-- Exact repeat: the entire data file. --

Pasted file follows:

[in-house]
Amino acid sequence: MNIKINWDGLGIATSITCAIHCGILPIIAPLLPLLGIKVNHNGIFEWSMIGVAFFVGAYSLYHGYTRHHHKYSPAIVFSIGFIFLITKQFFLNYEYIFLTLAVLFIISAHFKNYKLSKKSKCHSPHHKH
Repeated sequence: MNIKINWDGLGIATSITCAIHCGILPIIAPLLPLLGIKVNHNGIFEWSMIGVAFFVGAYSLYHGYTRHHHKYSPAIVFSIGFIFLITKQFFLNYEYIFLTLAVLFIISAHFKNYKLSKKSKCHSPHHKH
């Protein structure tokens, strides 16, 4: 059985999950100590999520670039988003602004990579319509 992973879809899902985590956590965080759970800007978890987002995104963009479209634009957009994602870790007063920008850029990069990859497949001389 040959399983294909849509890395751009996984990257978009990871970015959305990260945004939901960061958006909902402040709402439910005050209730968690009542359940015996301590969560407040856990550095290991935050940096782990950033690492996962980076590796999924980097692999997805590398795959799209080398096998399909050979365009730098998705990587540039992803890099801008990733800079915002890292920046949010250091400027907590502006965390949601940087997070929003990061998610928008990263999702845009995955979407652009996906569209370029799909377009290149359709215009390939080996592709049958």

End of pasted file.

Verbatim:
[in-house]
Amino acid sequence: MNIKINWDGLGIATSITCAIHCGILPIIAPLLPLLGIKVNHNGIFEWSMIGVAFFVGAYSLYHGYTRHHHKYSPAIVFSIGFIFLITKQFFLNYEYIFLTLAVLFIISAHFKNYKLSKKSKCHSPHHKH
Repeated sequence: MNIKINWDGLGIATSITCAIHCGILPIIAPLLPLLGIKVNHNGIFEWSMIGVAFFVGAYSLYHGYTRHHHKYSPAIVFSIGFIFLITKQFFLNYEYIFLTLAVLFIISAHFKNYKLSKKSKCHSPHHKH
């Protein structure tokens, strides 16, 4: 059985999950100590999520670039988003602004990579319509 992973879809899902985590956590965080759970800007978890987002995104963009479209634009957009994602870790007063920008850029990069990859497949001389 040959399983294909849509890395751009996984990257978009990871970015959305990260945004939901960061958006909902402040709402439910005050209730968690009542359940015996301590969560407040856990550095290991935050940096782990950033690492996962980076590796999924980097692999997805590398795959799209080398096998399909050979365009730098998705990587540039992803890099801008990733800079915002890292920046949010250091400027907590502006965390949601940087997070929003990061998610928008990263999702845009995955979407652009996906569209370029799909377009290149359709215009390939080996592709049958």